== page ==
Wondering “When should I replace both the inner and outer tie rods?” Find out why we recommend replacing these two parts together as a pair as our expert mechanic reviews what can happen if you don’t.
When Should I Replace Both the Inner and Outer Tie Rods Together?
We recommend replacing both the inner and outer tie rod together as a set. You can run into issues like a worn or loose nut, stripped threads, or a worn or torn boot that can cause problems while driving.
Here are some of the problems you may run into when replacing the inner and outer tie rod
Jam Nut Issues
The jam nut might feel stuck when you try to turn it with a wrench. The wrench can slip and strip the jam nut out, making it difficult to loosen.
Tie Rods Having Trouble Separating
To break the tie rods free from each other, you might try to heat the connecting area up. That will weaken the metal, which you don’t want to do. It could also damage surrounding parts, the nut, or tie rod ends.
Damaged Outer Tie Rod If Only Replacing the Inner Tie Rod
To reach the inner tie rod, you’ll need to remove the outer tie rod. To do that, you’ll need to remove the nut and use a stud remover specialty tool to grip and loosen and remove the outer tie rod end. You might use a hammer to loosen it, but this could damage the stud or threads. You also risk peening up the end and making it difficult to reinstall the nut. This could also damage the knuckle made of a softer metal.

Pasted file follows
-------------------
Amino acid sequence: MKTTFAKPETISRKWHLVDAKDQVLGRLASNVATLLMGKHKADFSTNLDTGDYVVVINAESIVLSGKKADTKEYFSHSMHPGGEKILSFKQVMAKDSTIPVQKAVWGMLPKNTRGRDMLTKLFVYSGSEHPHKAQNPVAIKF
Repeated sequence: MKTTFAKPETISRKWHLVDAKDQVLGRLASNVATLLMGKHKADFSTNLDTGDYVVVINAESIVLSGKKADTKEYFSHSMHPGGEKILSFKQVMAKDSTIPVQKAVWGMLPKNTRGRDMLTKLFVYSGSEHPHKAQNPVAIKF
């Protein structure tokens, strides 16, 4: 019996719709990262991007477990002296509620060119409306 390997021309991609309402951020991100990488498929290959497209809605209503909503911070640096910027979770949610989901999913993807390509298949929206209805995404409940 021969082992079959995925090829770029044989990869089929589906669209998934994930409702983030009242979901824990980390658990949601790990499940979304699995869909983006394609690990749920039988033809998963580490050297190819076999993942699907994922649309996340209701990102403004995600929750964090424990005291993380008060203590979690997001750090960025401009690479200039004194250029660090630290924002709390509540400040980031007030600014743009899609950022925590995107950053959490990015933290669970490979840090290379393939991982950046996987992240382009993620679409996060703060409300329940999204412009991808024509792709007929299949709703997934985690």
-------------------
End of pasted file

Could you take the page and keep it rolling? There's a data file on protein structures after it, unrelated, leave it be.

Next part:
Also, the outer tie rod typically has a locking nut that is for single-time use and should be replaced if removed. It has a boot that protects the joint inside. Make sure no moisture or debris can leak in. If you pinch or damage the boot, it could cause an issue with the ball and socket area. If you cause separation, that will cause movement from the outer tie rod.
Worn Jam Nut or Inner Tie Rod Threads
With the outer tie rod removed, check the jam nut. Check the inner tie rod threads underneath the nut, and make sure they’re not stripped or rotted. If moisture sits inside, it can cause those symptoms. Check the threads on the inside of the nut. That nut holding the parts together could cause an issue if it’s not in good condition.
Damaged or Worn Boots
The boot should be soft and pliable so it can move with the vehicle. Make sure it’s not worn or damaged. You might find it has a little rip or tear, which means you’ll need to replace the boot. This will prevent damage to the inner tie rod end or steering rack.
Ball and socket on the tie rod end should have movement but not so much that it’s easily loose. If it is, the joint on the inside could be worn. It’s a bad sign if you can wiggle it in and out. While it’s protected by a boot, it can get physically damaged.
If you’re only replacing the outer tie rod and not the inner, you may have a problem like a power steering fluid leak from steering rack, which will affect steering and safety, go unnoticed.
How-to Videos to Install Parts
Learn how to replace tie rods and more on many vehicle with our how-to videos. Do your own repairs with our step-by-step instructions. Once you’ve installed new tie rods, we recommend you get an alignment.